It is also true that we need to have a strong national dialogue on guns in or near schools, on the positive help provided by social service and mental health professionals for the children and teachers in our schools, and that we must provide not only safe learning environments but we must also continue to allow schools to be positive, welcoming places for children and families in our communities — places of hope and caring and warmth where we emphasize positive values and provide the skills that will enable children to build the confidence and the competence to realize their own greatest fulfillment as people and contributors to our society.
As we experience another, and perhaps the most emblematic of these situations, Scholastic is proud to have supported generations of teachers and students and families with ideas that will help them do well in school and in society, and we are reminded of the enormous value provided by the teachers who care and support and nurture their children at difficult times. But with the death of a beloved principal and a school psychologist and four caring teachers in the Sandy Hook School, we also ask the political leaders to take action against the presence of assault weapons that are used to kill six year old children so we can take at least one step toward ensuring a society where children and teachers are free to learn without concern for deadly attacks. We must work on ways to mitigate the gun violence that affects some urban children on their way to school every single day, and that now has entered the kindergarten and first grade classrooms where our youngest and most vulnerable children are found. We have continued to count on teachers and public servants to shoulder the responsibility for the safety of our children, but we are not giving them the support they need both through increasing the availability of school health resources and in passing laws that will protect schools and children against gun violence.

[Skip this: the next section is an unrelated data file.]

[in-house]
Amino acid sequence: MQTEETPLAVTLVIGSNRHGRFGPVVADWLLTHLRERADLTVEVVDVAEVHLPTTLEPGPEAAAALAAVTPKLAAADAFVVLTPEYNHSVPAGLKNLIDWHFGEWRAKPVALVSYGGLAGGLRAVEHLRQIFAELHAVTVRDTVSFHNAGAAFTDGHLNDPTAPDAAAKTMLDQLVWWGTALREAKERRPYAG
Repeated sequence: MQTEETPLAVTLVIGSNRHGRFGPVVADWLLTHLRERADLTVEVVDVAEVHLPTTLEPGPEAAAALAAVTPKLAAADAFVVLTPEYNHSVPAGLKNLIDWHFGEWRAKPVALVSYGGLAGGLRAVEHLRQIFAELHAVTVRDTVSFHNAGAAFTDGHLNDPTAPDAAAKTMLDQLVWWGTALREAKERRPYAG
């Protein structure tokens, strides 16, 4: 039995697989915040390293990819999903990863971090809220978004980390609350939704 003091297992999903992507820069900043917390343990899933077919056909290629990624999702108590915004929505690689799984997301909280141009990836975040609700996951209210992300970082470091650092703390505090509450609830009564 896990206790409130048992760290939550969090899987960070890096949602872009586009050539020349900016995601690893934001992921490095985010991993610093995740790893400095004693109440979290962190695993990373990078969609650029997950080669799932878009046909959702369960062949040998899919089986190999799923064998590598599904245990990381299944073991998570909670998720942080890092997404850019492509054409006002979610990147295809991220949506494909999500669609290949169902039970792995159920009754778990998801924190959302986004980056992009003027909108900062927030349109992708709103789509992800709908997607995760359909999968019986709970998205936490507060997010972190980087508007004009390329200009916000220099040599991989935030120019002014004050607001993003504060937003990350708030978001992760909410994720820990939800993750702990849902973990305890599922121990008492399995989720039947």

Meanwhile, Scholastic will continue to provide the information and ideas that teachers, children, and families need in times of violence and tragedy, but also in the everyday lives of families who are experiencing difficulty, for we know that the way to a better society is to build stronger, more confident young people with the reading and math skills as well as the enthusiasm for learning they need. As always, we are proud to provide the resources to help teachers give hope and direction, especially in these most difficult moments such as a morning of gun violence that killed twenty young children and six teachers in school — a place that is normally dedicated to the highest and best hopes of society.